Fear is debilitating. It commands our attention and directs our actions. And I say this as one who used to live in fear of a variety of things. I feared no one would ever love me. I feared the man with the leather belt. I feared and it consumed me. But I can say with confidence it consumes me no longer. My optimism has brought me to a place in life where I make it a goal to bring fears to purpose. And sometimes the only way to do this is to dive right in. Head first, or heart first, depending on how you look at it.

“Courage is a peculiar kind of fear,” suggests British politician Charles Kennedy. Water may not be my favorite thing in the world. And I think public speaking is one of the most common fears people have. But something can be learned from the concept of diving in as a means of facing our fears. It takes courage to bring our fears to purpose in life. Dive on in – the water is warm.

 

 

 

A Deconstructed Ocean May 2, 2013

One person’s nonsense is another person’s art. I realized that today as I powered through the puddles in my backyard in a mad dash to catch the group of rabbits who seemed to be throwing some sort of pool party. Silly rabbits, I thought to myself, I’m going to get you! But as they scattered to their hiding places in the corners of the yard I felt the slightest bit of guilt for breaking up their fun.

I don’t usually have feelings of remorse in situations like this, so it definitely took me by surprise. We’ve all been like those rabbits at some point or another, I realized as I sloshed back through the lake that seemed to appear in the backyard in a matter of minutes. (The sky is not crying today. It’s bawling.)

Playing With WordsI remember a time when water turned me into a thoughtless nincompoop too. Not too long after my forever parents adopted me, they took me aboard something I couldn’t quite wrap my mind around. One minute we were enjoying a beautiful car ride, and the next minute there we were, the three of us, on what they called a boat. I couldn’t believe my little doggie eyes. The water was dazzling. The sunlight sparkled off each and every little peak in the water in the most breathtakingly fabulous way. I had to get closer – I had to feel the magic! Once, twice, three times, I jumped off the boat into the water for no other reason than that I was mesmerized by its beauty.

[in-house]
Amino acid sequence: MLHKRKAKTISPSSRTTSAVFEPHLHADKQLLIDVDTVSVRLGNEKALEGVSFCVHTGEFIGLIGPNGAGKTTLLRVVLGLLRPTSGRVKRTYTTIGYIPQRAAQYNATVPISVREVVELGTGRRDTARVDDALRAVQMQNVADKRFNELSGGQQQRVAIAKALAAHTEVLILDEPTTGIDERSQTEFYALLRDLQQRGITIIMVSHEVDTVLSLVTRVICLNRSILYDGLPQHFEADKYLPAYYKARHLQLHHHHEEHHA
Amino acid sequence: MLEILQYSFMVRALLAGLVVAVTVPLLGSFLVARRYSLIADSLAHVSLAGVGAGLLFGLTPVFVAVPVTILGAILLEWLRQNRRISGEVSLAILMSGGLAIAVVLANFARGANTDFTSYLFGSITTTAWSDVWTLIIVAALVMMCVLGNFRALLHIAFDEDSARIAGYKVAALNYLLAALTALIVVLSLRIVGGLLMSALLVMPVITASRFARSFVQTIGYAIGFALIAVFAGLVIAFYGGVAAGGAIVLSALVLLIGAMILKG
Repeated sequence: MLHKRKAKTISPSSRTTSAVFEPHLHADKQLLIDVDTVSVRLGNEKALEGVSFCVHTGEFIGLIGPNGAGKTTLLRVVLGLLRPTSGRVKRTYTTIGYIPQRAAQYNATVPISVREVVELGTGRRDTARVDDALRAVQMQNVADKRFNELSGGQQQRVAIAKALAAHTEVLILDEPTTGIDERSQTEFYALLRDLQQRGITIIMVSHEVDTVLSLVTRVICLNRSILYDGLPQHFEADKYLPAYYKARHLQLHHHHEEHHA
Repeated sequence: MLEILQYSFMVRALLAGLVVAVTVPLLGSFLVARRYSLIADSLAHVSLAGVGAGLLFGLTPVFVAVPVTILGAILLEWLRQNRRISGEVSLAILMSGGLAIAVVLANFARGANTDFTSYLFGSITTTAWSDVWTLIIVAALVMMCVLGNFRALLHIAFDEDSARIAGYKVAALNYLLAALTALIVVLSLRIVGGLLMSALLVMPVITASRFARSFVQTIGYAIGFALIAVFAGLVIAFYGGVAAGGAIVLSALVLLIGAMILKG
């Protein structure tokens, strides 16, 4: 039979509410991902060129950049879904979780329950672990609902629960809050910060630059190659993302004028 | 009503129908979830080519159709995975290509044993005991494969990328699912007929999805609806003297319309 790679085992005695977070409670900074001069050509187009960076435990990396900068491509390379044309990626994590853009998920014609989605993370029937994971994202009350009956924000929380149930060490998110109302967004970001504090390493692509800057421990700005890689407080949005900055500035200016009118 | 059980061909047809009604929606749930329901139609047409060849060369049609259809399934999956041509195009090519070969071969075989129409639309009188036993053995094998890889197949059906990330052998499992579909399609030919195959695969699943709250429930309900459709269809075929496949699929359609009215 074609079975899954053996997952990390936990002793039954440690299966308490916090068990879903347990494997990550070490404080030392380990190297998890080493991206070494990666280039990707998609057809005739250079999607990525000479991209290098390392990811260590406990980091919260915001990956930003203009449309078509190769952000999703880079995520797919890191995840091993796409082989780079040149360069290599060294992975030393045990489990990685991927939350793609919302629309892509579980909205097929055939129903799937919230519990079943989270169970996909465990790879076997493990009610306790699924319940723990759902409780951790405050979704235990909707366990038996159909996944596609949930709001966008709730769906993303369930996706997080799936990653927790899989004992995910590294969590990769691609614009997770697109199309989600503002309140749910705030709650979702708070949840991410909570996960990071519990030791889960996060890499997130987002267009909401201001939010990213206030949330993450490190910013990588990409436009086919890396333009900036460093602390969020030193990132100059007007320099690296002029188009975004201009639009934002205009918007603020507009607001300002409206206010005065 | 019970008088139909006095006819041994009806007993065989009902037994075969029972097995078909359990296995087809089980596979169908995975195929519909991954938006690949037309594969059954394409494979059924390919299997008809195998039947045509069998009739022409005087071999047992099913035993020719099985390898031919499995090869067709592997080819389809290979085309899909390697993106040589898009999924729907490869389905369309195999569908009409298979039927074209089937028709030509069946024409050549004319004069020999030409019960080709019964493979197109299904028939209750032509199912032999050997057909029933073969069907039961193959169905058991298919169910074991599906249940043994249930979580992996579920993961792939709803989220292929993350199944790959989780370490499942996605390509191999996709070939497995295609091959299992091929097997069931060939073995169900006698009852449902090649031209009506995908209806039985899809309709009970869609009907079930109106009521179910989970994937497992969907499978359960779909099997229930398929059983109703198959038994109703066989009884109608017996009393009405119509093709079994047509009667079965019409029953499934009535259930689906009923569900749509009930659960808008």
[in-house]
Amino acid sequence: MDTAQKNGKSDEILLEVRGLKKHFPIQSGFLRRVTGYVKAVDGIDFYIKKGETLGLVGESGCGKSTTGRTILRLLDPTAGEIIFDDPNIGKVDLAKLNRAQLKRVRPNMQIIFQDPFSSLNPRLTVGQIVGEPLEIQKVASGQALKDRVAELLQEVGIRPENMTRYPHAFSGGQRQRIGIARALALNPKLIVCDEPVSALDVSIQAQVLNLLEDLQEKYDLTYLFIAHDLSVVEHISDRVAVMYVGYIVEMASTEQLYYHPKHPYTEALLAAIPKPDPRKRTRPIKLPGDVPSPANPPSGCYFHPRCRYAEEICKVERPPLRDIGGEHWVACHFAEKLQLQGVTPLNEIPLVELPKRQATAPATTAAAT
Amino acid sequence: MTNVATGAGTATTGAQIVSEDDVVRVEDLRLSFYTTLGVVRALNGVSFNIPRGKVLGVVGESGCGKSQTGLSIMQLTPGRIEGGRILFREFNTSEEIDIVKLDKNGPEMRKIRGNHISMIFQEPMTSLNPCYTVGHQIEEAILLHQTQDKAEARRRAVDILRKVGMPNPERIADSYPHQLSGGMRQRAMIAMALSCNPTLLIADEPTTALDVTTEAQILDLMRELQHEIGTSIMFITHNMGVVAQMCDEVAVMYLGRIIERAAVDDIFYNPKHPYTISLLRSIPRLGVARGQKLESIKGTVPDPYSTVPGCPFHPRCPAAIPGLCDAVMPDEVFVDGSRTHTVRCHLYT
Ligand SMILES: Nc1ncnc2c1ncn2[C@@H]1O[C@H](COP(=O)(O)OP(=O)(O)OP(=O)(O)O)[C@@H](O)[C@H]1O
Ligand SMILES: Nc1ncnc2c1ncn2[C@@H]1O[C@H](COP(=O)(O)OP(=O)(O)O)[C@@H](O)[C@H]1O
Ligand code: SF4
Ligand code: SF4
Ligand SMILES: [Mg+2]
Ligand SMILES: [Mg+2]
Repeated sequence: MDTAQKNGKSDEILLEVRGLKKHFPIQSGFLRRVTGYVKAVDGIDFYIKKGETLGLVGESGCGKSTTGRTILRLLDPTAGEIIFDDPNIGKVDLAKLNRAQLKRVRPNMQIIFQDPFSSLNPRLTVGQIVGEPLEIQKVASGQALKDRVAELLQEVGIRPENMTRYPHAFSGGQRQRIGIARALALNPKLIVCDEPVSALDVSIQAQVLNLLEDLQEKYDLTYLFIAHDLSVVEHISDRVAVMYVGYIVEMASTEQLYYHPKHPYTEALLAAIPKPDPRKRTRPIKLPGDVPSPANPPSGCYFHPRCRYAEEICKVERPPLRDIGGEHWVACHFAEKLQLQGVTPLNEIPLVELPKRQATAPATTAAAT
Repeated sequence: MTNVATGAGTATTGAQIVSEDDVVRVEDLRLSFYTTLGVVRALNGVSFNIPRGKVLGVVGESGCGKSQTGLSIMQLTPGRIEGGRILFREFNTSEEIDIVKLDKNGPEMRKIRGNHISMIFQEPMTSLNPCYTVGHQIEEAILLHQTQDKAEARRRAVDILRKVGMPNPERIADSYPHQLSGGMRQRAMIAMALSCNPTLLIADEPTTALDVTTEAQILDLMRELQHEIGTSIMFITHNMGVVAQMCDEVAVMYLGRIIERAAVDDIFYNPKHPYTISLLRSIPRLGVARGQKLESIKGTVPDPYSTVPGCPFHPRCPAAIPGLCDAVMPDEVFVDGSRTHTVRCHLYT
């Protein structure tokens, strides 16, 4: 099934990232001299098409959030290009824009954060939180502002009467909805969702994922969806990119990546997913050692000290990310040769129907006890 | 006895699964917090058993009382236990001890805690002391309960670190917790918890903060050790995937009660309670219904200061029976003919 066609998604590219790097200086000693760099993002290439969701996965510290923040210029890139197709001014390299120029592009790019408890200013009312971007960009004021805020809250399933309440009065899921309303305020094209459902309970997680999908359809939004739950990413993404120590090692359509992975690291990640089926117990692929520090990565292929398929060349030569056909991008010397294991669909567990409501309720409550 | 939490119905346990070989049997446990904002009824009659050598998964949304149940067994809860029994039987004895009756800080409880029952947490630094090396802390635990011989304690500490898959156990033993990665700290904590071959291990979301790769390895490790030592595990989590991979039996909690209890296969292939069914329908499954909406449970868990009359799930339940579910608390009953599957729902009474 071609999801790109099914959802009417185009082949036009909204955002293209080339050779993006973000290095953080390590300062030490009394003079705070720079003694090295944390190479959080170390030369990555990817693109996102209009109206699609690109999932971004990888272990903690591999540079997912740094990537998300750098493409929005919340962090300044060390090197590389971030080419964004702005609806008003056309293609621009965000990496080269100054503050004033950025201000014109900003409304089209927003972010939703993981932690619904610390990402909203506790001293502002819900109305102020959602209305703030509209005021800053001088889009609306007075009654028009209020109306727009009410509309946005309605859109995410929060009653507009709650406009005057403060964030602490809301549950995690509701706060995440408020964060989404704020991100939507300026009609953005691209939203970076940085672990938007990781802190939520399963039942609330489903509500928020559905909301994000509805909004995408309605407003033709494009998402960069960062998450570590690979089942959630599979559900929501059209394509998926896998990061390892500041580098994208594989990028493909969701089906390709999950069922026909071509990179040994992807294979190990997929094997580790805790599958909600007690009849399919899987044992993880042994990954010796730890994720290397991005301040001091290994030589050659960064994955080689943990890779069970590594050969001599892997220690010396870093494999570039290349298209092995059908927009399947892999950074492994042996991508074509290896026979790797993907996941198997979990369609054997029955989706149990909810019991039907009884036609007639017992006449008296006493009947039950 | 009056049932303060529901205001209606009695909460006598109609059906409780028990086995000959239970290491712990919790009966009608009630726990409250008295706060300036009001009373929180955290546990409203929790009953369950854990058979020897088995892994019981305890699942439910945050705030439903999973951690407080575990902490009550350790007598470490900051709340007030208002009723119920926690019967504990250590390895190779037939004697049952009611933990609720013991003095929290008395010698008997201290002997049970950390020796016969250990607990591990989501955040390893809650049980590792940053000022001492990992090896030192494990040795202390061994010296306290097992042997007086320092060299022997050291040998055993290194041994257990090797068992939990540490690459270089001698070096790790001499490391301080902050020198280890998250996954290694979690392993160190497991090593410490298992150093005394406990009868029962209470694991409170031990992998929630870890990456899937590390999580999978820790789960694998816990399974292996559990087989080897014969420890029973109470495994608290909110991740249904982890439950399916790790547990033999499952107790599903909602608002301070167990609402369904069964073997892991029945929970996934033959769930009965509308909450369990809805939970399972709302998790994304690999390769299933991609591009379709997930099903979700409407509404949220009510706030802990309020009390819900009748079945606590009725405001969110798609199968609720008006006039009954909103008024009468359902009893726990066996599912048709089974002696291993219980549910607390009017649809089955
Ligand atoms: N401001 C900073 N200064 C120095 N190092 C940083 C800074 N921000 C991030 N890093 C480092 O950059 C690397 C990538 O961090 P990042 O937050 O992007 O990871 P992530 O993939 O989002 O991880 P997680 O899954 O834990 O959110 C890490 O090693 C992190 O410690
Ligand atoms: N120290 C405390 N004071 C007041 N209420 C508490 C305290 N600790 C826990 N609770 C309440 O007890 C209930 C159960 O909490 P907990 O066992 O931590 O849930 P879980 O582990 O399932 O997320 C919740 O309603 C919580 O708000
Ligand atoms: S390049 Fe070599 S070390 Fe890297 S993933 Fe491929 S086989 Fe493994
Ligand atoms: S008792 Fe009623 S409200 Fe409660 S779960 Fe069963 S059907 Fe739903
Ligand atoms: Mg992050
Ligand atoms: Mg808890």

In retrospect, that probably wasn’t the best plan of action as that was my one and only experience on the boat with them. I also better understand now why the two people I love most in the whole world yelled at me like they did that day. I’m not the best swimmer (I can’t manage to keep my backside from sliding down behind me), and they were both fearing the worst.

Gratefully, the worst is far from what happened. Instead, I took with me the image of all those beautiful diamonds glittering on the water. The lake in the backyard looks nothing like my ocean memory, but a metaphor came to life in my heart today as I considered the fun those rabbits were having before I crashed the party.

Words are like water to me. I haven’t always liked how they make me feel, but I need them to survive. They can bring the worst, but they can sparkle in such a mesmerizing way it takes my breath away. And they’re so darned fun to play with (which must be why those rabbits were throwing that silly pool party in the puddles). I did an experiment today that brought poetry to life with the most interesting combination of articles, adjectives and nouns. I asked some of the people in my life put together a mad lib of sorts today without really knowing it. The result? A fluffy tree sings to an affectionate Tiger licking Pumpernickel bread. I don’t care if I sound like those rabbits looked at their pool party in the rain. This nonsense is artwork to me.